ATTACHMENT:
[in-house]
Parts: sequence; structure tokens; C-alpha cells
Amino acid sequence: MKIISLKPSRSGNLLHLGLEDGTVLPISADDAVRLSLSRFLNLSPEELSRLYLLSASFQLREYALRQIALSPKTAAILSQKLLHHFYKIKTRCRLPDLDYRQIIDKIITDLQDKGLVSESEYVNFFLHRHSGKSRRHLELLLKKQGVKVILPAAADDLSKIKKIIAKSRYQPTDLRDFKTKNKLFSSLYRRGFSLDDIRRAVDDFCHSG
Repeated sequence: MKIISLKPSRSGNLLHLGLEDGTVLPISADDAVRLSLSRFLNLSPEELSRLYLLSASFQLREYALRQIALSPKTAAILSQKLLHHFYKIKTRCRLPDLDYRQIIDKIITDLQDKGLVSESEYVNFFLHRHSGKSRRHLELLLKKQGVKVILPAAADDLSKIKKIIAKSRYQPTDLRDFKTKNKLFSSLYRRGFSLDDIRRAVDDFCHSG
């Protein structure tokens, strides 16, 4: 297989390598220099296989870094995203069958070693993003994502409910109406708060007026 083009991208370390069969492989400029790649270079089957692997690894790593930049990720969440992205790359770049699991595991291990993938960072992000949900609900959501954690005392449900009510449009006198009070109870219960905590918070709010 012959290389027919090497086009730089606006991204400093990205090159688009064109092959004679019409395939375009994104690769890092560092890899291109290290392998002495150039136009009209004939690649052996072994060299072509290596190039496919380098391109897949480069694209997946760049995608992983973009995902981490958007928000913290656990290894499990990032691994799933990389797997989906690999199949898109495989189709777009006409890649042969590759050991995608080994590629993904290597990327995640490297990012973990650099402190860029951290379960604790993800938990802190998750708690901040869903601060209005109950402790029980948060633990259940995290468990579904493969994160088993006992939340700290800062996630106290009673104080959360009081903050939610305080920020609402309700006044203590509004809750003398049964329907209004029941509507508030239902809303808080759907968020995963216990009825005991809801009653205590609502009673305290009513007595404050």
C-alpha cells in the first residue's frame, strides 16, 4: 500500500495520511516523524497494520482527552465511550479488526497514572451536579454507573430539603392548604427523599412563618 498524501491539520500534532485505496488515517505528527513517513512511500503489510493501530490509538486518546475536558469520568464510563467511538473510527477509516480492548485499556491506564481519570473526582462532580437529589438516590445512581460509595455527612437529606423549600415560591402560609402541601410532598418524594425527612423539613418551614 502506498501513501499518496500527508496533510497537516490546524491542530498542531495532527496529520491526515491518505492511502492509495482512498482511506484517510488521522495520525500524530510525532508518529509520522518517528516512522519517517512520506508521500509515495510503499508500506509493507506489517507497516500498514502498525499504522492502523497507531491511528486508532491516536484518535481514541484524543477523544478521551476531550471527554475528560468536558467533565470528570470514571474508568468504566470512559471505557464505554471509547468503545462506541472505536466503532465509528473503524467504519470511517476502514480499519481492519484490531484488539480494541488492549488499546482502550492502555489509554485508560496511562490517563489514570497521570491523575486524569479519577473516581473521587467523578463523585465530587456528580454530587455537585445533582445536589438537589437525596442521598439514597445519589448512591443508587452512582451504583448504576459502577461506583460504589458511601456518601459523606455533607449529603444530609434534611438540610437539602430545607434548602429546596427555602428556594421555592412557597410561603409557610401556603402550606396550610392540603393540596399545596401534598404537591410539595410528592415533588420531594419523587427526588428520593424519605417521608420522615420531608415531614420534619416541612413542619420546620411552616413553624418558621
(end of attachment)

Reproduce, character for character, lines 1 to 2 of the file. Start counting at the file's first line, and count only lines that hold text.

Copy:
[in-house]
Parts: sequence; structure tokens; C-alpha cells